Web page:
And that’s precisely why I purchased the Muse. You see, the Muse is a headband you wear that reads your brain waves as it simultaneously plays sounds that get louder or softer depending on how active your brain is at a given moment. You have options with respect to what is played in the background including sounds that reflect a rainforest, beach, desert, city park, and techno like ambient music. For months I used a rainstorm. If my mind was wondering (thinking about things it shouldn’t be) the volume and intensity of the rain I heard in my earbuds steadily increased. If my mind was really wandering, I would hear a loud storm. When my mind is calm, the volume of the rain is very soft and birds chirp. The noise forces me to center myself; to focus on nothing but my breathing. That is the essential aim of the type of meditation I practice; to clear my mind and think about nothing. Therein lies the benefit. I know it sounds strange, but trust me, it works.
Meditation, Age Reversal, and Telomeres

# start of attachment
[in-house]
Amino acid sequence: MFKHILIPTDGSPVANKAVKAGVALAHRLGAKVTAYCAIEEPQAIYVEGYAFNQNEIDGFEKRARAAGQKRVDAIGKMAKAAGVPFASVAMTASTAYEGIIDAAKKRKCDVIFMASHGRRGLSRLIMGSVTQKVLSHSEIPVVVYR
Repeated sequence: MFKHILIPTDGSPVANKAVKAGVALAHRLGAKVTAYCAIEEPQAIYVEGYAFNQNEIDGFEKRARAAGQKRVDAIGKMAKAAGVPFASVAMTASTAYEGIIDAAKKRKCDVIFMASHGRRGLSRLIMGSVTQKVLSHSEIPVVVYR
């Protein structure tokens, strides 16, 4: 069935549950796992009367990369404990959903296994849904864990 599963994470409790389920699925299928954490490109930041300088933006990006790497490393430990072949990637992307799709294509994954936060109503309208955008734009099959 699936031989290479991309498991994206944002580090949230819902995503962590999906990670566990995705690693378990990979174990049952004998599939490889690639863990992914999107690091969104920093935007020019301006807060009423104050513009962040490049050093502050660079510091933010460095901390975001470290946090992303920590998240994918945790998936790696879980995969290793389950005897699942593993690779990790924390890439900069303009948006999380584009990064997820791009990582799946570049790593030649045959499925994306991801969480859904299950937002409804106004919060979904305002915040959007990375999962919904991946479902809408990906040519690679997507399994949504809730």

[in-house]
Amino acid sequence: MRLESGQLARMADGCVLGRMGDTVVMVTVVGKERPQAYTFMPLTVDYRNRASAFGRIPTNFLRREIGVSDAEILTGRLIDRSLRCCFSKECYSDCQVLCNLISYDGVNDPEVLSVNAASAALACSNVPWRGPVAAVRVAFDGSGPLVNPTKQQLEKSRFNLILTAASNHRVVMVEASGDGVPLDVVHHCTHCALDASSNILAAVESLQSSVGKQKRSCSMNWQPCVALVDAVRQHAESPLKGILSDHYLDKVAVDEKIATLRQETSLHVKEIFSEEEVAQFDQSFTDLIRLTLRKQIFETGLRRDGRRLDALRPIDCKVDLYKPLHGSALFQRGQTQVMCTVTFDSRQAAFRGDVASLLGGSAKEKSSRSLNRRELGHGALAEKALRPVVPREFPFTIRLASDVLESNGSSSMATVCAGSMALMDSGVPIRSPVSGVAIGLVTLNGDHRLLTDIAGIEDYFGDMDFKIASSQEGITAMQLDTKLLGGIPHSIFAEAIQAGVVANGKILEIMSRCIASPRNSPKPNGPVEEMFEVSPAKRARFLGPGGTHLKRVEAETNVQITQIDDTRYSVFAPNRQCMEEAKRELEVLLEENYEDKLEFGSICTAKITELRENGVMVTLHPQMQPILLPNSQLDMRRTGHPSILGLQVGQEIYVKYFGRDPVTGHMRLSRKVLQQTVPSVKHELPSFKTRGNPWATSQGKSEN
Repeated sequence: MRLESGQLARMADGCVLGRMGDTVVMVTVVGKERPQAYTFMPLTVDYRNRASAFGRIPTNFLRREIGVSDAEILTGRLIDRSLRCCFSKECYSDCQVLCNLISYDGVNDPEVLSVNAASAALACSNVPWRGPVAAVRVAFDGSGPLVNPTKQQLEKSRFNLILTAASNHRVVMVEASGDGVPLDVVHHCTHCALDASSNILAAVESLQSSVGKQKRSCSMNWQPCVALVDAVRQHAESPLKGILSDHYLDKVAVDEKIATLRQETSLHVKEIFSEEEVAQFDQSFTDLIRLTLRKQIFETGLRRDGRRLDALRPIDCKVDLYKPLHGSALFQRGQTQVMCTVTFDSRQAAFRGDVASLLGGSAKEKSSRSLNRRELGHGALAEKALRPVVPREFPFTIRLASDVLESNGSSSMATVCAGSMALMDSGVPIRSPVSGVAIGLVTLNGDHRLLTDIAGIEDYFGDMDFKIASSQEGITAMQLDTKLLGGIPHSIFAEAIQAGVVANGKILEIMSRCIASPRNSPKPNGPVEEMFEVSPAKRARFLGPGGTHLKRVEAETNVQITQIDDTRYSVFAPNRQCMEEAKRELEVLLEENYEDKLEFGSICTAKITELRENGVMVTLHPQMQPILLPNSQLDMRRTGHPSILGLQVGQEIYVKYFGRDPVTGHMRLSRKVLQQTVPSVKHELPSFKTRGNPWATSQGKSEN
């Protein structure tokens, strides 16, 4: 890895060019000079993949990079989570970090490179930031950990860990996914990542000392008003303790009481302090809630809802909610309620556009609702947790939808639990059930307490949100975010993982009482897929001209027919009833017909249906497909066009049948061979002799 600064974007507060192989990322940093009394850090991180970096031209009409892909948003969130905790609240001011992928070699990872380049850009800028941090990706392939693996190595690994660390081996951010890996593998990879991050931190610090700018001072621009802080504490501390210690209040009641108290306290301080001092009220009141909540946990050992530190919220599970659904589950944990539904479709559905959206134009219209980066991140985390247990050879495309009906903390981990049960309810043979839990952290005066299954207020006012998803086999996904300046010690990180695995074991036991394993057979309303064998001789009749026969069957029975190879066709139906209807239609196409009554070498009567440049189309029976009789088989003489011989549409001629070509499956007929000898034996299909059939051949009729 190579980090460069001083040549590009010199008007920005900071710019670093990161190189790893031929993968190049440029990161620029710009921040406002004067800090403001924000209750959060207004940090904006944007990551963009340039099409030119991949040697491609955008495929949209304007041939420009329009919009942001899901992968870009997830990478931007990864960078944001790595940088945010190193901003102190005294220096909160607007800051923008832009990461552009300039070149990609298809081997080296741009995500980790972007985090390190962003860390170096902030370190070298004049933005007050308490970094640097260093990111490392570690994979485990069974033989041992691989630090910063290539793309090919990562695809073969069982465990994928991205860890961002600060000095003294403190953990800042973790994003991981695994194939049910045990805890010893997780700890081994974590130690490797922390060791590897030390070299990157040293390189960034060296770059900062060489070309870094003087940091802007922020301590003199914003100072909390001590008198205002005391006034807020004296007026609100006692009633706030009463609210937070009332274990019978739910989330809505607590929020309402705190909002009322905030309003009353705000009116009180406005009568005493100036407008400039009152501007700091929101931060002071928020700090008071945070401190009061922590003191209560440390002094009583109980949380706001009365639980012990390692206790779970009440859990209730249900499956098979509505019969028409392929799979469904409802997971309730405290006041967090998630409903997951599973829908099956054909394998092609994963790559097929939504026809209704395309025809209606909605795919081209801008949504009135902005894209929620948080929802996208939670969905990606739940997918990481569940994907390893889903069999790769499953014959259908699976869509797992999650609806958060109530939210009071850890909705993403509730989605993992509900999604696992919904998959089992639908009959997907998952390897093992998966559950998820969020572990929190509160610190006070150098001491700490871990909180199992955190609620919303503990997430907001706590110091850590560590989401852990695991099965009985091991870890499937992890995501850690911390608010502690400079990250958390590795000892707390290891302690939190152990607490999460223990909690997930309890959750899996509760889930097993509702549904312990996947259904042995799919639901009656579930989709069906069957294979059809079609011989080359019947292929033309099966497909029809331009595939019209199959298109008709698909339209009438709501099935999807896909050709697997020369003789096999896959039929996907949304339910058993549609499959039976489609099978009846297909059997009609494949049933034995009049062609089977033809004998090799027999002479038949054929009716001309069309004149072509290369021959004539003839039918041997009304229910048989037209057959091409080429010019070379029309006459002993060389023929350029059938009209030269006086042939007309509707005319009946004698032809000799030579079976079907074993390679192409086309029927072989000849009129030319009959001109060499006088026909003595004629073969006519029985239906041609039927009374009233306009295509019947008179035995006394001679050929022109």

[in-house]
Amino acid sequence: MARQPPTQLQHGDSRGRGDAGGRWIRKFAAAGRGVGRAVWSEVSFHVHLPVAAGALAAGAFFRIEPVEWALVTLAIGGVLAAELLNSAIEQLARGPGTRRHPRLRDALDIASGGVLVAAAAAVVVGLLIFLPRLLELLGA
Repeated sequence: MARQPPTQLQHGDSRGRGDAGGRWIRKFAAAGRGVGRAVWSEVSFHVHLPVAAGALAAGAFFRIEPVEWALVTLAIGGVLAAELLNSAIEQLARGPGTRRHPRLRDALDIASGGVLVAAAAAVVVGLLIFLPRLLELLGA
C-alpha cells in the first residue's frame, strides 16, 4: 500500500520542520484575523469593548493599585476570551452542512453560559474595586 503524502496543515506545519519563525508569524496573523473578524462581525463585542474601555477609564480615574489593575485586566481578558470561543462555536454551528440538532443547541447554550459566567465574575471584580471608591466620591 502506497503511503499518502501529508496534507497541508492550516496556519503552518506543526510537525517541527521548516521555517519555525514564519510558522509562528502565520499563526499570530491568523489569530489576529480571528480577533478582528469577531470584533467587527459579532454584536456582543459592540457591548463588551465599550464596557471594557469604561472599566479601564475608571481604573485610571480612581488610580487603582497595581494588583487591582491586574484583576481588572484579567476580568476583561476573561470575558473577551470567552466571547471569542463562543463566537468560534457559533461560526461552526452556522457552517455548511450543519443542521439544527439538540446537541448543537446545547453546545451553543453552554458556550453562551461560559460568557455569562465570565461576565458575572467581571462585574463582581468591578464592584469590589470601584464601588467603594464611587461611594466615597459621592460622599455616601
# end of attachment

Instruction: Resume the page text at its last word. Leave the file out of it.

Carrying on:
According to an article written in Mindfulness in 2016, “Thus, it seems that mindfulness is a protective factor for telomere length regardless of the type of meditation practiced. These results might also be expected because Zen meditation has already been related not only to improvements in quality of life, better mental health (Shaku et al. 2014), and alpha and theta activity in many brain regions (generally related to relaxation) (Chiesa 2009) but also to decreases in oxidative stress (Mahagita 2010) and the resiliency of mitochondria (Bhasin et al. 2013), which may help prevent the process of ageing.”3 Another article published in Frontiers in Psychology concludes, “Interestingly, recent studies have indicated that meditation may increase telomerase activity (Jacobs et al., 2011; Lavretsky et al., 2013; Schutte and Malouff, 2014) and telomere length (Hoge et al., 2013; Alda et al., 2016). Altogether, these studies’ outcomes are consistent with the notion that meditation is protective against cellular aging. It should also be noted that while the critical role of telomere attrition is well-established in cell aging.”4 Meditation has repeatedly been proven to improve mental health, quality of life, and slow cellular aging. The data is compelling. Consequently, if you are interested in biological age reversal, meditation must be a part of your protocol.